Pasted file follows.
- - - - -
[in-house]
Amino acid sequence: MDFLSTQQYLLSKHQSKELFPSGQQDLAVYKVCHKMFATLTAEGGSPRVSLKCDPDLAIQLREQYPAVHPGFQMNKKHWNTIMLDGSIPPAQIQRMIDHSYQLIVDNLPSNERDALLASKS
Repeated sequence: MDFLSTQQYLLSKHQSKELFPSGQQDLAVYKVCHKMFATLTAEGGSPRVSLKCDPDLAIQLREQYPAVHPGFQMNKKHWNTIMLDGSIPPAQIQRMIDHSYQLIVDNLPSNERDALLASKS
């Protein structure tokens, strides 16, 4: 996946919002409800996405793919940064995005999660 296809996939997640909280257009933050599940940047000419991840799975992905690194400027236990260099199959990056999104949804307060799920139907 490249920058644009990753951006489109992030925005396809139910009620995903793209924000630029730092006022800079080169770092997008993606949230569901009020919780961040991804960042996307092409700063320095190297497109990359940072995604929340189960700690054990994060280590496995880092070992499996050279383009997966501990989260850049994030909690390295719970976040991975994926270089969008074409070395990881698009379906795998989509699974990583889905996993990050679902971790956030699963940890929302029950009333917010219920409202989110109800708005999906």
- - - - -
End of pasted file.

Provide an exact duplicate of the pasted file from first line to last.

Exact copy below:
[in-house]
Amino acid sequence: MDFLSTQQYLLSKHQSKELFPSGQQDLAVYKVCHKMFATLTAEGGSPRVSLKCDPDLAIQLREQYPAVHPGFQMNKKHWNTIMLDGSIPPAQIQRMIDHSYQLIVDNLPSNERDALLASKS
Repeated sequence: MDFLSTQQYLLSKHQSKELFPSGQQDLAVYKVCHKMFATLTAEGGSPRVSLKCDPDLAIQLREQYPAVHPGFQMNKKHWNTIMLDGSIPPAQIQRMIDHSYQLIVDNLPSNERDALLASKS
């Protein structure tokens, strides 16, 4: 996946919002409800996405793919940064995005999660 296809996939997640909280257009933050599940940047000419991840799975992905690194400027236990260099199959990056999104949804307060799920139907 490249920058644009990753951006489109992030925005396809139910009620995903793209924000630029730092006022800079080169770092997008993606949230569901009020919780961040991804960042996307092409700063320095190297497109990359940072995604929340189960700690054990994060280590496995880092070992499996050279383009997966501990989260850049994030909690390295719970976040991975994926270089969008074409070395990881698009379906795998989509699974990583889905996993990050679902971790956030699963940890929302029950009333917010219920409202989110109800708005999906």